big salary, to a smaller firm can be a stretch, especially for a
young person who has run up significant student debt. "A very
special kind of person can go into a large firm with discipline,
save their money, and be thoughtful of how they train themselves to
qualify for that next job," she said.
But if they stay in large firms, there's a different kind of
stretch that comes along eventually, and that's the imperative to
start bringing in new business - something that is not taught in
law school, Krokidas noted.
Jared Correia, senior law practice advisor at the Law Office
Management Assistance Program in Boston, concurs. "There are
attorneys who think [a large] firm will market for them, but when
you are coming up for partnership, you need to start marketing the
practice. Attorneys have a lot of trouble with that."
THE DOWNSIDE OF MIDSIZE
Correia pegs small firms at 15 to 20 and midsized firms at between
20 and 50 attorneys.
The smaller the firm, the more opportunities exist to branch out
in one's career. However, although the work-life balancing act may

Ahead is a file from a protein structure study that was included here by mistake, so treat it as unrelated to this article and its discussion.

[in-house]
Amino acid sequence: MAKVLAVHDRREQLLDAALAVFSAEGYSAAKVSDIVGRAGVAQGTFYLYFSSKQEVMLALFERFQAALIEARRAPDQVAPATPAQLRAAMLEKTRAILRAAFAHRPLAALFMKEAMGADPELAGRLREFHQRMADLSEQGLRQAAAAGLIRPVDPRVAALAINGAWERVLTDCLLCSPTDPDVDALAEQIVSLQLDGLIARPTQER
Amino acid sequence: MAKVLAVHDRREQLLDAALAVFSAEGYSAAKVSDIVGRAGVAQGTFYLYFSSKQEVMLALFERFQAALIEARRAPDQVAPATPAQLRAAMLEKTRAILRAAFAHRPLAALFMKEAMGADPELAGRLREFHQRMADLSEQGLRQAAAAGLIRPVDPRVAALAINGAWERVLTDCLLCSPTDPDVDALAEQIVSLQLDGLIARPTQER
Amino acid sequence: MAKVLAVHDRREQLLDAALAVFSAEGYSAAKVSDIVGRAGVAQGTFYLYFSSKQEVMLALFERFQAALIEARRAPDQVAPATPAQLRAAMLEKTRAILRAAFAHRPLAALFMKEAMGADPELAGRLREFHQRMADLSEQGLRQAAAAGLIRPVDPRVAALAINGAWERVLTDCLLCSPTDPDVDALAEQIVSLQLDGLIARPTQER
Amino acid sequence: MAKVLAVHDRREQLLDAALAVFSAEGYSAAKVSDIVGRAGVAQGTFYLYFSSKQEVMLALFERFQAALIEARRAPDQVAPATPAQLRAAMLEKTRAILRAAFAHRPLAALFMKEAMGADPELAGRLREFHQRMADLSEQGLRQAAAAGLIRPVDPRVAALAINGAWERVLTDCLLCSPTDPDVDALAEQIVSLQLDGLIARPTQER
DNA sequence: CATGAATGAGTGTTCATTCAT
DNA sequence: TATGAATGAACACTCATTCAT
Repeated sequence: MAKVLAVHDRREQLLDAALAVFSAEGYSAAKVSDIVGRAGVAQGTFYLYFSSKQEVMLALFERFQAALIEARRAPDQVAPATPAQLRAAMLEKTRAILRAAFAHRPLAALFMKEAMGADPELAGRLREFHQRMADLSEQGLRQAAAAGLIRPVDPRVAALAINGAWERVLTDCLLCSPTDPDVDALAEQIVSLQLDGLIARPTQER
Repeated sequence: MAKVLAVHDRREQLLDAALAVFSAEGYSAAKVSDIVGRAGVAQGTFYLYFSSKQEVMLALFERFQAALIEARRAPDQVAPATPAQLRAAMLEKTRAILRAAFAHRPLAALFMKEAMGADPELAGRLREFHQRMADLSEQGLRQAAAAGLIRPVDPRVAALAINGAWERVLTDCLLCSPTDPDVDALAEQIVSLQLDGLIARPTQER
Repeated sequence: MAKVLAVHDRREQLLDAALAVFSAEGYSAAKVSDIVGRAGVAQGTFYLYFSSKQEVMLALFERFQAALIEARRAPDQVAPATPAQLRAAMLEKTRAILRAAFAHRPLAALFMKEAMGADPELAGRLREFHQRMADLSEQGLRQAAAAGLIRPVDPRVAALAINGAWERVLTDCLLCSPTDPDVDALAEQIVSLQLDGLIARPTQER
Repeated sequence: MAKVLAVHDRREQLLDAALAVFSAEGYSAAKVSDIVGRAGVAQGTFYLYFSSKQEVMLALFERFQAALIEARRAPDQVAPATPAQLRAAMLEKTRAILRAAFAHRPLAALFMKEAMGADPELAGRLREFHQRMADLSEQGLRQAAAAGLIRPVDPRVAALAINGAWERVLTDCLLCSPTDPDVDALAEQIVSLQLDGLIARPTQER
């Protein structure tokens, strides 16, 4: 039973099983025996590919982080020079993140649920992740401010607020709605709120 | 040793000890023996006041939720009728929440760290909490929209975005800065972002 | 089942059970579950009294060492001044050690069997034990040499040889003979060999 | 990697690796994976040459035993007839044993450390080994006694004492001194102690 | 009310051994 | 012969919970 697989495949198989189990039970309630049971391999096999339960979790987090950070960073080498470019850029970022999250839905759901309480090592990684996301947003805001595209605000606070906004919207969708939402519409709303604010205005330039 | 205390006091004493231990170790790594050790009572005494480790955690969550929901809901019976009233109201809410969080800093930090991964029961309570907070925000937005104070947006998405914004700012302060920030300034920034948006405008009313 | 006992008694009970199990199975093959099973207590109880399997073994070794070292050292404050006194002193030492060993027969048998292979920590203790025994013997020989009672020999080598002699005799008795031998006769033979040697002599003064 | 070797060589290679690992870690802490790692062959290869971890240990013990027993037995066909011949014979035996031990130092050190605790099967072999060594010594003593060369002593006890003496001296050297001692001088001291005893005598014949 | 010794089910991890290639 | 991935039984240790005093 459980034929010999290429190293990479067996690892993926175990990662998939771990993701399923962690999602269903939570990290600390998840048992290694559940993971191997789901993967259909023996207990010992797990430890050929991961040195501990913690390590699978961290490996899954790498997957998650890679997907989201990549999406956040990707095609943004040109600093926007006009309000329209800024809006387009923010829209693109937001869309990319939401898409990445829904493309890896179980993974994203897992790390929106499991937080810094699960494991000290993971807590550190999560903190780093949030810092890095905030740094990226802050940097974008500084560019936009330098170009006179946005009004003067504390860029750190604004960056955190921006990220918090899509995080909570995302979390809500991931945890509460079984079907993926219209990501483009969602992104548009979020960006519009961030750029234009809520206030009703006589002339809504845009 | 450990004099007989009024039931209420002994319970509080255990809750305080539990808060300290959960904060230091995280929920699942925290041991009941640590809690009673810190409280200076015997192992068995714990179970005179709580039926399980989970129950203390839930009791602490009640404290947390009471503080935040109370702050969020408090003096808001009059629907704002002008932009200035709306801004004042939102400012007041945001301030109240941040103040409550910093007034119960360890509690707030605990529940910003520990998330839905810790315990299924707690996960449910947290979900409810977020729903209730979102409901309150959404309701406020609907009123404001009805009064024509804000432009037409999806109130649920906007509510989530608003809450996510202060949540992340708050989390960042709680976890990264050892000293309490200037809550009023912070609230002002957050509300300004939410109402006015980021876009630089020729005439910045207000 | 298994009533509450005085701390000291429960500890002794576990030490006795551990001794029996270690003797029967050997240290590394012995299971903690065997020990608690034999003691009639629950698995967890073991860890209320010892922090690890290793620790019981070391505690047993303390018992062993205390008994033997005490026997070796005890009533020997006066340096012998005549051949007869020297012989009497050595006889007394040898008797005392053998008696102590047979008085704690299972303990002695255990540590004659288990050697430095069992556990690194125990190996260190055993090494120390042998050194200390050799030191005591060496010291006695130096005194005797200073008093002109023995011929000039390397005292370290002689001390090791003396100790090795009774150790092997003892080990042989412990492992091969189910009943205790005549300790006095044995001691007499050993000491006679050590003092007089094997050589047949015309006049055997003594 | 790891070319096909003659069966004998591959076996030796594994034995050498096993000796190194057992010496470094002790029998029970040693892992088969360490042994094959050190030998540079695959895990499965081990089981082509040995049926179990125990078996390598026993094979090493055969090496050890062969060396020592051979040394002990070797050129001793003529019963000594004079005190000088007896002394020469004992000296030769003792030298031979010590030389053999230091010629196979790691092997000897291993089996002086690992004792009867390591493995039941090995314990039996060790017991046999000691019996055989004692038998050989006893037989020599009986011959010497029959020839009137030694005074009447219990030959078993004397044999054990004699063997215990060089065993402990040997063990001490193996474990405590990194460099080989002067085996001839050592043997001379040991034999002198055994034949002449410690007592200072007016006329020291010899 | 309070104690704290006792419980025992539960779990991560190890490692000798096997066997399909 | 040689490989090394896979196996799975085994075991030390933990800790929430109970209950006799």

be more easily achieved by individuals in midsized firms,
diminished practice resources have to be weighed against that.
Midsized firms offer less support for functions such as human
resources, marketing and information technology, as well as less
money, requiring lawyers to cover more out of pocket.
In addition, smaller attorney groups often don't have a wide pool
of specialists, Correia said. "It's a personality based thing. If
you want a structure around you, and you're in scenarios where
there's not as much structure as you'd like, you have to [determine
your priorities]." He recounts seeing tech-savvy junior attorneys
who join midsized firms and eventually get frustrated and leave
because they get stuck with all the IT work and don't get a chance
Additionally, there's a business management issue in smaller
firms. "Some attorneys who run law firms are more interested in
just being attorneys, and bury their head in the sand in regard to
administrative issues. This is mostly a midsize issue," Correia
Correia notes that new law school graduates are "gravitating down
the ladder" in terms of firm size. Frequently, they'll have to work